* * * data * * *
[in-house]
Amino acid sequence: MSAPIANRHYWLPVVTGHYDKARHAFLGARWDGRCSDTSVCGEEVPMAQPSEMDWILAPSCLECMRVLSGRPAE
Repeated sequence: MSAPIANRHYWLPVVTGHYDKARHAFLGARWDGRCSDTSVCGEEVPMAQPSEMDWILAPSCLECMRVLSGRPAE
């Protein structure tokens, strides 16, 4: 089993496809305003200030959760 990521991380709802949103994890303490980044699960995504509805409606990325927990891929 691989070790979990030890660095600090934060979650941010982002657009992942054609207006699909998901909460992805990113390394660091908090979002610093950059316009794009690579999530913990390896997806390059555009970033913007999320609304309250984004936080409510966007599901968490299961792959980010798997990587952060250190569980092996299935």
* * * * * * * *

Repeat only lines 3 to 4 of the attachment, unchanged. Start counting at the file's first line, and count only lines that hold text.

Repeated sequence: MSAPIANRHYWLPVVTGHYDKARHAFLGARWDGRCSDTSVCGEEVPMAQPSEMDWILAPSCLECMRVLSGRPAE
């Protein structure tokens, strides 16, 4: 089993496809305003200030959760 990521991380709802949103994890303490980044699960995504509805409606990325927990891929 691989070790979990030890660095600090934060979650941010982002657009992942054609207006699909998901909460992805990113390394660091908090979002610093950059316009794009690579999530913990390896997806390059555009970033913007999320609304309250984004936080409510966007599901968490299961792959980010798997990587952060250190569980092996299935």